The side banquette inserts 494 and 496 engage the tower wall portion 486 at one end and engage the end walls 482 and 484, respectively, at their opposite ends. The side banquette wall portions 488 and 490 are similarly situated between the towerwall portion 486 and end walls 482 and 484, respectively, but they are spaced apart from the side banquette inserts along their lengths or sides.
In order to manipulate the mold for use in the sand, a handle portion 485 is provided which is attached to the end walls 482 and 484 and a portion of the tower wall 486.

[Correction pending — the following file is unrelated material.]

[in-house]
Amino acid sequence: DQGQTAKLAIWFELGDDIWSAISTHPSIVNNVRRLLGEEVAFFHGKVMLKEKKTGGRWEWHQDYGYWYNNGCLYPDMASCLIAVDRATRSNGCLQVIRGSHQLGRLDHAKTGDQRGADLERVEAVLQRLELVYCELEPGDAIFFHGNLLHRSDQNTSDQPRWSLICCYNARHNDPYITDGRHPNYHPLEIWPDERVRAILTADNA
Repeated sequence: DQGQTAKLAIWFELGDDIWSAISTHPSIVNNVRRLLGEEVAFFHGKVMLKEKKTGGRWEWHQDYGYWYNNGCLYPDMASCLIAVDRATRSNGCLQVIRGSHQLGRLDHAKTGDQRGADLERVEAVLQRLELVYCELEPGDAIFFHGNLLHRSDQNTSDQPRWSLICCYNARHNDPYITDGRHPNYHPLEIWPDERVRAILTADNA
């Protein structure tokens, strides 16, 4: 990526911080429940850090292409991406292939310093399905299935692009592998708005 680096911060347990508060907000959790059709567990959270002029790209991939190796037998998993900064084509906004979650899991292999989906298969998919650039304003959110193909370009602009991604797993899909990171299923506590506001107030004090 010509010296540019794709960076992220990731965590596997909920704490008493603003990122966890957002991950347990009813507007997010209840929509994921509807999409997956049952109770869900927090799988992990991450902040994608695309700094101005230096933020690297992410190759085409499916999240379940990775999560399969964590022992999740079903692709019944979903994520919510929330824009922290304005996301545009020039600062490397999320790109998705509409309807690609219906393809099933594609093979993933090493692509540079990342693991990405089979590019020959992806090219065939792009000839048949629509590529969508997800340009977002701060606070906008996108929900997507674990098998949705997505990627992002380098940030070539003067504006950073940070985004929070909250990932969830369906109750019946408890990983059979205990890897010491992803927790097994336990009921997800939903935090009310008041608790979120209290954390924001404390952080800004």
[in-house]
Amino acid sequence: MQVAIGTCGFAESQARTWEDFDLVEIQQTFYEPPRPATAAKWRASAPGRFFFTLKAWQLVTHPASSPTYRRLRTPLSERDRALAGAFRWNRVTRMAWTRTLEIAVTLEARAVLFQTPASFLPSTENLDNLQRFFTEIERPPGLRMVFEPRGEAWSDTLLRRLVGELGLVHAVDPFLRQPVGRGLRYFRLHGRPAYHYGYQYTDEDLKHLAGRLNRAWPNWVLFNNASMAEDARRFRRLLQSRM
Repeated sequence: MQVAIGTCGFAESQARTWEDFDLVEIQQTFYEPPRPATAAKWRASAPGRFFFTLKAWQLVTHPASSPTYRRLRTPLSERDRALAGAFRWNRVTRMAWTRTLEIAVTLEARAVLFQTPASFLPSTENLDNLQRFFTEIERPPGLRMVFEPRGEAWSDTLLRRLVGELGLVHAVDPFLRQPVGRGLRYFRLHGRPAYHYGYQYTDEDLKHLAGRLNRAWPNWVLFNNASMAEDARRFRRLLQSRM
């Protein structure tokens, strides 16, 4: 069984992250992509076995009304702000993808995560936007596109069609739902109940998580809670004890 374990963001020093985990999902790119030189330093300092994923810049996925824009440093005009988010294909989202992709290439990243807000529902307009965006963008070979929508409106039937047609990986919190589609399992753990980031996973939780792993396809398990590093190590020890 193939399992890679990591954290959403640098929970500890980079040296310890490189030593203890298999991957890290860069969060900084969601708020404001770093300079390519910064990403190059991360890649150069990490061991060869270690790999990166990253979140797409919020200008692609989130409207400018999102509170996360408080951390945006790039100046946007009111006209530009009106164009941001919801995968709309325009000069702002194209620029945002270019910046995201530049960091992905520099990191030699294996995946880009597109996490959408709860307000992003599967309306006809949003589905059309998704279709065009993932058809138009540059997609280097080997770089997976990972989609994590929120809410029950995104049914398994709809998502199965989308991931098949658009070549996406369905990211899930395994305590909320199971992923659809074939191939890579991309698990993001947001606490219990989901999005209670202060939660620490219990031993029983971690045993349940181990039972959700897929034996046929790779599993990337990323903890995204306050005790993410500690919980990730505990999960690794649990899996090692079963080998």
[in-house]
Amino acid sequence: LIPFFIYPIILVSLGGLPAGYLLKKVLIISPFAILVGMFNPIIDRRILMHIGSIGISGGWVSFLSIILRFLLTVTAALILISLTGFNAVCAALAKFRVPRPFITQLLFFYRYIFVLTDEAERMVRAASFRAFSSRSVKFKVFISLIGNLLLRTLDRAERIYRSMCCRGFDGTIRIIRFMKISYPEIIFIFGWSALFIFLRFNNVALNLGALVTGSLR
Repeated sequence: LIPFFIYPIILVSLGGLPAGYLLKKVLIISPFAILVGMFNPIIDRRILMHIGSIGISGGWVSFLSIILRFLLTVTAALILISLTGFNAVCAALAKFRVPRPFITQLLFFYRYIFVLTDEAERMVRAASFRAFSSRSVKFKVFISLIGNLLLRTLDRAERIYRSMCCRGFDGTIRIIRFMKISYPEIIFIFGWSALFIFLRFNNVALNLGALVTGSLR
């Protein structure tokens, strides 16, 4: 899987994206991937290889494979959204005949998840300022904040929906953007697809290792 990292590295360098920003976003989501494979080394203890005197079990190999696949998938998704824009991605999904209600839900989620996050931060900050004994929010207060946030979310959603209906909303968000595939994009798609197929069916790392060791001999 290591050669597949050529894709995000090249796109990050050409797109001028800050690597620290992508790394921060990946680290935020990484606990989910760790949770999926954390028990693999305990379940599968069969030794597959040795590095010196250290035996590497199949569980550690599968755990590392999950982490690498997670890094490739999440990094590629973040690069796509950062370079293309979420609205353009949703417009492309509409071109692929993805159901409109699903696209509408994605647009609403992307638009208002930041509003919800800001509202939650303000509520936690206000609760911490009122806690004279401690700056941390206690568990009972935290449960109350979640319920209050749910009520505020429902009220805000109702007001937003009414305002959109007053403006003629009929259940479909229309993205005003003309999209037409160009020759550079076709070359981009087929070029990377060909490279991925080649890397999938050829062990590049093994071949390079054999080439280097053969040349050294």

In order to use the mold for the center tower and side banquette maker of FIG. 30, which shows a frontal perspective view of the mold, damp sand or other capillarily held insoluble granular material is placed or pressed into the mold from behind. The sand will then be compressed against the wall portions 488, 486 and 490, which are the side walls and center tower wall. The sand is then placed into the space between the side banquette inserts 494 and 496 and the side banquette walls 488 and 490from above. The damp sand placed in this region will come in contact with the damp sand pressed against the walls 488 and 490 from behind forming a continuous sand "casting". Similarly, damp sand or other material is deposited in the space between thecenter tower insert portion 500 and the center tower wall 486 from above to come in contact with the sand below. The side banquette inserts 494 and 496 and the center tower insert 492 will prevent sand from filling the regions taken up by the inserts. The excess sand lying on the top surfaces of the inserts 492, 494, and 496 is then removed. The tower wall portions 486 are flexible and can be squeezed to part the sand from adhesion to the sides of the walls themselves. In the preferred embodimentthe tower wall portions have a vertically, downwardly extending foot 486a which serves as a brace to prevent the mold from tipping towards the user as he packs it with sand. The insert 492 is removable and can be removed before the mold is withdrawnfrom the sand. After the insert 492 has been removed, the mold is withdrawn vertically from the sand leaving the casting behind, the casting having a center tower banquette and two side banquettes on opposite sides of the center tower banquette.